Human trafficking

Human trafficking, slavery and slavery-like practices such as servitude, forced labour and forced marriage are complex crimes and a major violation of human rights.  Around the world men, women and children are trafficked for a wide range of exploitative purposes, such as:

  • Servitude
  • Slavery
  • Forced labour
  • Debt Bondage
  • Forced marriage, or
  • Organ harvesting

Australia is primarily a destination country for people trafficked from Asia, particularly Thailand, Korea, the Philippines and Malaysia.  Australia's slavery, slavery-like and human trafficking offences are set out in Division 270 and 271 of the Commonwealth Criminal Code Act 1995.

Human Trafficking and People Smuggling

Human Trafficking is different to People Smuggling: 

  • Human trafficking is the physical movement of people across and within borders through deceptive means, force or coercion.  The people who commit human trafficking offences are motivated by the continuing exploitation of their victims once they reach their destination country.
  • People Smuggling is the organised, illegal movement of people across borders, usually on a payment for service basis.

If you are a victim of trafficking or know someone who is contact the AFP on 131AFP (131237) or email Human-Trafficking-Group@afp.gov.au

Signs a person may be a victim of trafficking

The following points may indicate that a person is a victim of human trafficking, slavery or slavery-like practices:

  • the person appears to be servicing a large debt to their employer or a third party;
  • the person does not possess their passport or travel/identity documents, which are with their employer or a third party, and the person is unable to access these documents when they wish to do so;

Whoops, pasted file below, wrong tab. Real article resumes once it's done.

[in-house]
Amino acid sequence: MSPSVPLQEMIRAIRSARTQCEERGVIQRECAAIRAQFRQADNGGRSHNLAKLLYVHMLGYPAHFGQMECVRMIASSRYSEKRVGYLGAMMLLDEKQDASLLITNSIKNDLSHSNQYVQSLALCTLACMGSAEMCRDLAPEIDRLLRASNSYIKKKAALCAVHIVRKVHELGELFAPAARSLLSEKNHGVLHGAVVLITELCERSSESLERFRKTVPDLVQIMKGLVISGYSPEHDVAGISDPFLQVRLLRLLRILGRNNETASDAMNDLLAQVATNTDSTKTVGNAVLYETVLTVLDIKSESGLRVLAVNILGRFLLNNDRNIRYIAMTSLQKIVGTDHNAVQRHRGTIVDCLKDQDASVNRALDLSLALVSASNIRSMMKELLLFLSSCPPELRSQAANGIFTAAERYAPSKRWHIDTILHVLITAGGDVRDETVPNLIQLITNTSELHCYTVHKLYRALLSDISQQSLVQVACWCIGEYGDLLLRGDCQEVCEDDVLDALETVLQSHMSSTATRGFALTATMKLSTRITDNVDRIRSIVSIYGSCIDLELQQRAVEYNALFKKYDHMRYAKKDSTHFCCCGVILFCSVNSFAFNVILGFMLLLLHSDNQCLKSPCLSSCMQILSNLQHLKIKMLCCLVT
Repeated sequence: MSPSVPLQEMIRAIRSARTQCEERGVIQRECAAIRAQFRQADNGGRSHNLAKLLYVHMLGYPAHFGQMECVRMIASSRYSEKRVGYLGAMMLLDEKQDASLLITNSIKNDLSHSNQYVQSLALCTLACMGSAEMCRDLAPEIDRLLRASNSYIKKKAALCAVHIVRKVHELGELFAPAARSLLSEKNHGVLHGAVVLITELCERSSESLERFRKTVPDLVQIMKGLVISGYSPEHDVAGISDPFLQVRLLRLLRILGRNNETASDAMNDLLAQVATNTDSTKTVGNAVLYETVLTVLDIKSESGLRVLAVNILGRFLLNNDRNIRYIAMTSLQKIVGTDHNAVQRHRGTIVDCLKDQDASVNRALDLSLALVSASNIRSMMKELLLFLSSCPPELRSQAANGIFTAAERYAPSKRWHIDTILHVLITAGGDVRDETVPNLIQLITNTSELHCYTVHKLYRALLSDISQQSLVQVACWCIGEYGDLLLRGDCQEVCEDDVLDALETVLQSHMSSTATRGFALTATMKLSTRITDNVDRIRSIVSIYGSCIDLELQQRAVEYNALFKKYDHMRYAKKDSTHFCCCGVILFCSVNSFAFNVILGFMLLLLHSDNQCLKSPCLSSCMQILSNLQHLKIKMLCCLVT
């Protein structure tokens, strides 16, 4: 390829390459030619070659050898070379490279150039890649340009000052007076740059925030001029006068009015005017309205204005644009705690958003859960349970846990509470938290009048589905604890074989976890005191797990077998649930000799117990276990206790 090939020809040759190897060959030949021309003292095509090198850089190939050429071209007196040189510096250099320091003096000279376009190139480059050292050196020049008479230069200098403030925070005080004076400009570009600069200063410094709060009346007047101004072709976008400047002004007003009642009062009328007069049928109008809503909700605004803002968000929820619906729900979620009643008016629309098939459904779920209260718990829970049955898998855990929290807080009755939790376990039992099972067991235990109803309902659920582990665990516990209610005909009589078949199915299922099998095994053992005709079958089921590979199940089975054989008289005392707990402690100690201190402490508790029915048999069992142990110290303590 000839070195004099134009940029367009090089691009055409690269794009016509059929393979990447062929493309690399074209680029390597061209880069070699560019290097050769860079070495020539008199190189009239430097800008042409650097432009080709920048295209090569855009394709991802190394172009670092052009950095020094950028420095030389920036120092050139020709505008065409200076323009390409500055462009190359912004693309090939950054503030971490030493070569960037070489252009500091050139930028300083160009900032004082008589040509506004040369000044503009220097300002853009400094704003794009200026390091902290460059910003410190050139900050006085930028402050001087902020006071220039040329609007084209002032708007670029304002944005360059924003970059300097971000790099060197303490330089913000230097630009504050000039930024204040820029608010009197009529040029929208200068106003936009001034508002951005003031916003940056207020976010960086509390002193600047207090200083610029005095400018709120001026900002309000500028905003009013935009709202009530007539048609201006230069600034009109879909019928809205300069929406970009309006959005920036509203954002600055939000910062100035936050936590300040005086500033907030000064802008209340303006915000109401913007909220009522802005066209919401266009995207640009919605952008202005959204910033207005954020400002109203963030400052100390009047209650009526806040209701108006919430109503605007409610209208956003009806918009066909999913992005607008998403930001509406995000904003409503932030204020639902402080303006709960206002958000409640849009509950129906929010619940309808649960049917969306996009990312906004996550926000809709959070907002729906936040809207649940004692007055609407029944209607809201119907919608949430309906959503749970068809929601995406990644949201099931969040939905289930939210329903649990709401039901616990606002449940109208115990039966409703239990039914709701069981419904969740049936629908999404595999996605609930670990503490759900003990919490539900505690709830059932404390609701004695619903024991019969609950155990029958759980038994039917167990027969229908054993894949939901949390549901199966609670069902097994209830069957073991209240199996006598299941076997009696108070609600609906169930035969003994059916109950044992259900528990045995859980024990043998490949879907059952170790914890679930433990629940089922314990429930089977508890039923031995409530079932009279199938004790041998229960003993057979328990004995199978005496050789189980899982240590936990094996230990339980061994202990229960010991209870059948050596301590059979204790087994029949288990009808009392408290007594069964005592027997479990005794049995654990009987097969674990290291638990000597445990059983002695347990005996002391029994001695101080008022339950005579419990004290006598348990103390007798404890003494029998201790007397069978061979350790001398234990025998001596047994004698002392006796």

• the person does not have a labour or employment contract/agreement , or they do not understand the terms or conditions of their employment;
  • the person is unable to terminate their employment at any time;
  • the person is subject to different or less favourable working conditions than other employees because he/she comes from overseas;
  • the person never or rarely leave their accommodation for non-work reasons;
  • the person is living at the place of work or another place owned or controlled by their employer;
  • the person has little or no money or no access to their earnings;
  • the person has physical injuries which may have resulted for assault, harsh treatment or unsafe work practices;
  • the person is always in the presence of their employer, who does not want or allow the worker to socialise with others;
  • the person works excessively long hours and have few, if any, days off
  • the person regularly between different workplaces, including interstate.

Signs that a person may be in, or at risk of, a forced marriage

The following may indicate that a person is in a forced marriage, or at risk of being made to enter into a forced marriage:

  • the person has a family history of elder siblings leaving education early and/or marrying early;
  • the person is subject to unreasonable or excessive restrictions from their family, such as not being allowed out or always having to be accompanied;
  • the person expressed concern regarding an upcoming family holiday;
  • the person has extended absence from school, college or the workplace, or begins to display truancy or low motivation;
  • the person displays signs of depression, self-harming, social isolation and substance abuse;
  • the person has limited career choices or their parents control their income; or
  • there is evidence of family disputes or conflict, domestic violence, abuse or running away from home.

Reporting human trafficking

Assist the AFP in combating this global problem. Use our online form to report information regarding human trafficking for the purposes of sexual and/or labour exploitation, organ harvesting, forced marriage and slavery. Alternatively call 131 AFP (131237) or email human-trafficking-group@afp.gov.au

In case of an emergency, call 000.

Further resources